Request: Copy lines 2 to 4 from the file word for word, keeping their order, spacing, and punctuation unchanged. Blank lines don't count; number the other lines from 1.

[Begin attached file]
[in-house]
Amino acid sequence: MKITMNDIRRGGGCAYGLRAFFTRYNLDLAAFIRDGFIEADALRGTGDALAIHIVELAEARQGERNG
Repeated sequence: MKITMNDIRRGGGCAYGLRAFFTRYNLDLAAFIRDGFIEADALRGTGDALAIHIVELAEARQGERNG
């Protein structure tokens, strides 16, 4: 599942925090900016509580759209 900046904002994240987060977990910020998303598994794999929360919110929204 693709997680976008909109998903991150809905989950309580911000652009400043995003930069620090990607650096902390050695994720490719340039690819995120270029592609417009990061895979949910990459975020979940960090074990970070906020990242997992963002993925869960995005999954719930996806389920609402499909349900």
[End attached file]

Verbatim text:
Amino acid sequence: MKITMNDIRRGGGCAYGLRAFFTRYNLDLAAFIRDGFIEADALRGTGDALAIHIVELAEARQGERNG
Repeated sequence: MKITMNDIRRGGGCAYGLRAFFTRYNLDLAAFIRDGFIEADALRGTGDALAIHIVELAEARQGERNG
């Protein structure tokens, strides 16, 4: 599942925090900016509580759209 900046904002994240987060977990910020998303598994794999929360919110929204 693709997680976008909109998903991150809905989950309580911000652009400043995003930069620090990607650096902390050695994720490719340039690819995120270029592609417009990061895979949910990459975020979940960090074990970070906020990242997992963002993925869960995005999954719930996806389920609402499909349900």